It isn't to say that now when he would he can't; not that. He still can, so far as God is concerned, but he does not want to. He wants to get away from the suffering, working out of his insistent choice. But he doesn't want to get into normal touch with God, through the crucified Christ.

This is the "great gulf fixed," the impassable gulf. The rich man in Luke Sixteenth evinced no desire to change his choice. There was no change in his attitude toward God nor toward his own selfish life on the earth. The only thing distressing him was the pain he was suffering. He wanted to get rid of that. That was all.

For notice how that choosing power in a man is limbered up so it can reverse itself. It is not by some act of judgment, nor by pain, nor suffering of any sort. All evidence makes it quite clear that these things of themselves do not soften; they harden. It is only God's gracious softening mellowing touch that can unlimber that hardened stiffened rusted will. And that's shut out. The man has shut out the one thing that would normalize his choosing faculty and help him change his choice.

Love Never Faileth

And so this authoritative Book makes very positive statements about the terrible final result for the man who insists on leaving God out, or openly antagonizes His rule. The Book has a distinctive way of putting things. It is a popular book, in the best sense of that word. It is, of course, an Oriental book. And that is the same thing as saying that it is a book for the common crowd of men everywhere.

The Oriental mode of thought and expression is really photographic. That is, it catches a picture at one point only. It states final fixed results, but doesn't go to giving the process by which that result is reached.

The characteristic western way is different. I mean the cultured scholarly way. I could say the book way as distinct from the common way of the crowd. It goes to processes. It analyzes and. dissects the process by which the result is reached. It is more like the moving picture photographs, giving the story in successive steps.

There's a distinct touch of divine wisdom and insight in the use of this Oriental mode in the make-up of the Bible. For this is the common mode of thought and expression, not only of the Oriental world to this day, but, broader, the common method of the crowds everywhere, in west-ern civilized lands as well as in the uncivilized and half-civilized lands.

And so the Book in its rare wisdom puts the thing in the way that is instantly understood by the common people everywhere around the world, and by all others, too. It states the final result. And it is found to be the result which we have found here at the end of our study of the process. It is the result reached by the specialist in the law of probability. It makes a profound impression upon a man studying the process to find the rare accuracy and the profound human wisdom of the statements of this old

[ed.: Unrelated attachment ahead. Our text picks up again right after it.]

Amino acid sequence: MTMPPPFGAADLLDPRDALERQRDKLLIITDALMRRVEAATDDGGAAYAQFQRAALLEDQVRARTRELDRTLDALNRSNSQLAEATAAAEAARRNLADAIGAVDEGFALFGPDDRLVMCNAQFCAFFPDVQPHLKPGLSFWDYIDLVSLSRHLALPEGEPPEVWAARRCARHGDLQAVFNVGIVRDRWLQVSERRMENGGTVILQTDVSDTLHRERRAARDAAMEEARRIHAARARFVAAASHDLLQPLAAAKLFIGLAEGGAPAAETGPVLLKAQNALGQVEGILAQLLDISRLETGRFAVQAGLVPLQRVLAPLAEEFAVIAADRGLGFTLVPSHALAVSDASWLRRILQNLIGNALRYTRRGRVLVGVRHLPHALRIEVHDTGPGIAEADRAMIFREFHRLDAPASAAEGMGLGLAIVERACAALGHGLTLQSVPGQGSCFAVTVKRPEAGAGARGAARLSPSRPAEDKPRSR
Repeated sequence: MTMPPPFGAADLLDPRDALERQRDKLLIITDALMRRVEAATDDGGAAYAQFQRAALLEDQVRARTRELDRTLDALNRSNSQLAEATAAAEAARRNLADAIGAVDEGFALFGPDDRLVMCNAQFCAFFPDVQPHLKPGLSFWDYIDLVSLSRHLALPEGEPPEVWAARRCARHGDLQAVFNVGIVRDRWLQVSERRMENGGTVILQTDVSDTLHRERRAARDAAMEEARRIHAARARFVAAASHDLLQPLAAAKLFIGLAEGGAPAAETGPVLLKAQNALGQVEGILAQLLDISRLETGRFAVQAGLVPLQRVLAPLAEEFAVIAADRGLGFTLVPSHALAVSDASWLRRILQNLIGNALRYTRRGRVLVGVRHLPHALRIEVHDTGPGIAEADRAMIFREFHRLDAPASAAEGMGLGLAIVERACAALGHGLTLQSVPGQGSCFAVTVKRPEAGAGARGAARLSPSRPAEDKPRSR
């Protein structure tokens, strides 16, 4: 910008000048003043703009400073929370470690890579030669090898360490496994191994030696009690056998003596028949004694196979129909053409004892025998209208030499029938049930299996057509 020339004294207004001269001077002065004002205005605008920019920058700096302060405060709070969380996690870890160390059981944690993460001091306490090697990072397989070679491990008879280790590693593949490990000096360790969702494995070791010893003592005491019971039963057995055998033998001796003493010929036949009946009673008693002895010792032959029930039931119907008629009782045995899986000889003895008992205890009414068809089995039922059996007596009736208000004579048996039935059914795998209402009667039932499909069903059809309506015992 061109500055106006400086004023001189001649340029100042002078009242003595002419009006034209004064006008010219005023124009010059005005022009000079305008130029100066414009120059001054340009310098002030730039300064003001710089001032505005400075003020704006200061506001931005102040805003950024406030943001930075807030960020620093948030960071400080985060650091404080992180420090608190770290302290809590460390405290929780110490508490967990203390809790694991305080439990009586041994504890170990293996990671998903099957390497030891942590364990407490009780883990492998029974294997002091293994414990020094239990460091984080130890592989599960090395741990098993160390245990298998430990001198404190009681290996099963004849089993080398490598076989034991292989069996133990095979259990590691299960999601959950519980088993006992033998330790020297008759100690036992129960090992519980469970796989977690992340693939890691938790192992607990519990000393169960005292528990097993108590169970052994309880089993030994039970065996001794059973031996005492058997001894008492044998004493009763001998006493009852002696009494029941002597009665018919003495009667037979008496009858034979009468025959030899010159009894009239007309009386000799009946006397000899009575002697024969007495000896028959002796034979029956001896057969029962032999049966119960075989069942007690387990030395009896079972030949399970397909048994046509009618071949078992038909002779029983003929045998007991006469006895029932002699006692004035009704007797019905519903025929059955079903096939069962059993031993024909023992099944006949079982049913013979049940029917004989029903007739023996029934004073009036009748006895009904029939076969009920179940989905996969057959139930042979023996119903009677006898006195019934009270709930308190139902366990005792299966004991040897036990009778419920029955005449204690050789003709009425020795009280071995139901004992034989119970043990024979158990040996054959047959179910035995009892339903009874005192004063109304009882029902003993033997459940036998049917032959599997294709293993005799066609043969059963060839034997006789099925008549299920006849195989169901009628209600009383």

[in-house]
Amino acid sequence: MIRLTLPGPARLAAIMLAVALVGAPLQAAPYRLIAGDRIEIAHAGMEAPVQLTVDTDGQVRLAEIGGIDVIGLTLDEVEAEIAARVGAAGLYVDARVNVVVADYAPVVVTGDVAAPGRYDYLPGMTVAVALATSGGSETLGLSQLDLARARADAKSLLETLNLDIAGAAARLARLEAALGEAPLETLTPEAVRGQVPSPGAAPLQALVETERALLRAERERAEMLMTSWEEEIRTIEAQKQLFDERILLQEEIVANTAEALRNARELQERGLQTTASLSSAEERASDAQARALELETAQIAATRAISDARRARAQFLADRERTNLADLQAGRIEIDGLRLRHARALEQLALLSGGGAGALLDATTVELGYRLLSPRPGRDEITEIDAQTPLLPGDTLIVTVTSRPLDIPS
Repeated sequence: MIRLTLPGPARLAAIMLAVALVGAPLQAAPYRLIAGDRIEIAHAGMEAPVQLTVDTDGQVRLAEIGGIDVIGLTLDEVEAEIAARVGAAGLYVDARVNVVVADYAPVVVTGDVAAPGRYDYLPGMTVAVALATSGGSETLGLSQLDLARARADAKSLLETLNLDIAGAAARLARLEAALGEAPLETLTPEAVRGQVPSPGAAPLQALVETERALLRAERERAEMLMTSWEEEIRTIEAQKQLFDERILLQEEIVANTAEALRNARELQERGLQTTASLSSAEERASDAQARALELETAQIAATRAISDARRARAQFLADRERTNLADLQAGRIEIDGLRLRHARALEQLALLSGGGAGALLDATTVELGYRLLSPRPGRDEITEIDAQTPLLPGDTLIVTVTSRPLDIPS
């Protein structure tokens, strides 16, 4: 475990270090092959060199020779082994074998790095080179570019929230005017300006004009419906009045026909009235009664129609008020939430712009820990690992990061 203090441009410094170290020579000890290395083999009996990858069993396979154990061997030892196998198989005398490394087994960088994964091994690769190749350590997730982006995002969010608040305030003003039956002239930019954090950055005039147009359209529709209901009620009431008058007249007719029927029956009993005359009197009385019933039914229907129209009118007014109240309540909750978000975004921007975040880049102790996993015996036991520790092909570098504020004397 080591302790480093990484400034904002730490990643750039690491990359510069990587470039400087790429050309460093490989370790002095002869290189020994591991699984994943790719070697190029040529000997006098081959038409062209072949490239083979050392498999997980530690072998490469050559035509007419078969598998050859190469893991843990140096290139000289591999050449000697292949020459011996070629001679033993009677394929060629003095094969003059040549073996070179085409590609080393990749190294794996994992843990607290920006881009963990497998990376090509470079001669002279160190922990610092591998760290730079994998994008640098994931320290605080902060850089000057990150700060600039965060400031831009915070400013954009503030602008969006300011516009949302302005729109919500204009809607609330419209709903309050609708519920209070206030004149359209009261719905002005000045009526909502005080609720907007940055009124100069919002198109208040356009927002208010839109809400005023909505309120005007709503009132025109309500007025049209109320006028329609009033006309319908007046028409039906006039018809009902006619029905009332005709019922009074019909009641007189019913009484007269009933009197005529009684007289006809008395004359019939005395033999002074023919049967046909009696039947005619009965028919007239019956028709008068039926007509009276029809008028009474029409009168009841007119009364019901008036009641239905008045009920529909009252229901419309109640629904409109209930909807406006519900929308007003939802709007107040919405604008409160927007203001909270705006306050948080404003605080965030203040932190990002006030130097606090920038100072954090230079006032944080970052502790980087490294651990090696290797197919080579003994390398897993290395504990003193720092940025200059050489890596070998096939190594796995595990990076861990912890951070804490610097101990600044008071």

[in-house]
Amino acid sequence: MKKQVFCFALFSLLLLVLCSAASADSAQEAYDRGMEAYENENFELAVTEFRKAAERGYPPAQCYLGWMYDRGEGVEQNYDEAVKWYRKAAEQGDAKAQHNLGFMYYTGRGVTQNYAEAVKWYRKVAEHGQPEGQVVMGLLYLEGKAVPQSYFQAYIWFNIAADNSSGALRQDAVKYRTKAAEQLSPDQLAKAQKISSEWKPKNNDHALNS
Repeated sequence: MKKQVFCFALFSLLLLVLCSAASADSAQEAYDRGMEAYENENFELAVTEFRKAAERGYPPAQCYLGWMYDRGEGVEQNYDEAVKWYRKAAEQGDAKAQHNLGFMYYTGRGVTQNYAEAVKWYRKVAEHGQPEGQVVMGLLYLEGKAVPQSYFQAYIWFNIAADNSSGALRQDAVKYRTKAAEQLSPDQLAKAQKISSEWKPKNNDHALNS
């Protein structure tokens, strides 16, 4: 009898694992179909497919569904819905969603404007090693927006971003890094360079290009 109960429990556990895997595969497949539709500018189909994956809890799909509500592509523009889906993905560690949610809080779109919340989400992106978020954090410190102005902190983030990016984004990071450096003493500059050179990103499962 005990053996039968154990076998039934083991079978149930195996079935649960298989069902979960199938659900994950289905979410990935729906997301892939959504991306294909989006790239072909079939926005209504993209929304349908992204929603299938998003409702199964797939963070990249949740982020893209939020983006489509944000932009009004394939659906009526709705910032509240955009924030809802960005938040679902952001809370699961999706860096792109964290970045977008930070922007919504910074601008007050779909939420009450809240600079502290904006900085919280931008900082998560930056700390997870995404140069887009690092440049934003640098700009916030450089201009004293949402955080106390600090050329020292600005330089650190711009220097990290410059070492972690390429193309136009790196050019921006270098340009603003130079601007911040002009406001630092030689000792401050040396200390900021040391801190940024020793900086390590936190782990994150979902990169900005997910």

Listen to its simple, tremendously positive, language. "He that believeth not (or disbe lieveth) shall be damned (or condemned)." "He that believeth (or obeyeth) not the son shall not see life, but the wrath of God abideth on him." "These shall go away into everlasting (or eternal) punishment. " These are authoritative statements of this Book of God. And they are fully concurred in by the human law of probabilities.

And so very thoughtfully you repeat the answer to the question. Is there another chance after death? Yes, and no. So far as the character of God's love is concerned there is another chance, a chance that seemingly never runs out.

Sc, far as man's decision is concerned there is not another chance. And man's decision is the decisive thing. God Leaves the matter with a man's free choice. He insists that a man shall stay up on the original level of free choice and action.

And so the last word, on the last page in the old Book, is a pleading word. It is spoken by the Man who died. He cries out earnestly, "He that will, let him take the water of life freely."'

The legend is told of a French mother who loved her son with a tense unselfish devotion. But he was caught by the wildfire of lust, and the flames burned deep. He came under the fascination of a rarely beautiful but utterly heartless bad woman. The mother held on to her son with love's tenacity and pleadings. The evil woman was enraged that she was not able to wipe out completely the mother's influence. In an evil hour, when her spell was strong, she got the young man's promise to bring to her the heart of his mother.

The legend pictures him keeping the promise. He was hurrying to his appointment with the evil charmer, with the bundle under his arm that contained his mother's heart. He stumbled and fell. And at once the voice he knew so well spoke with tender solicitude out of the bleeding heart, "Oh, my son, are you hurt," There was no reproach ; only love ; love's concern ; undying self-effacing love.

A legend ; yes, but it is true to life. It pictures the true mother. He could kill her, but he couldn't kill her love, nor still her voice. The mother love is the greatest human love known. The true mother-heart comes the nearest to God's heart.

God suffers when any creative child of his suffers. He suffers more over any one going to hell than the man who goes suffers. The man's capacity for finer suffering grows less. The finer feelings grow gross. God's suffering increases. But he won't rob man of his highest power, free choice, even to lessen his own suffering.

God's love never faileth. It can't. It won't.

Home | More Articles | Email: info@oldandsold.com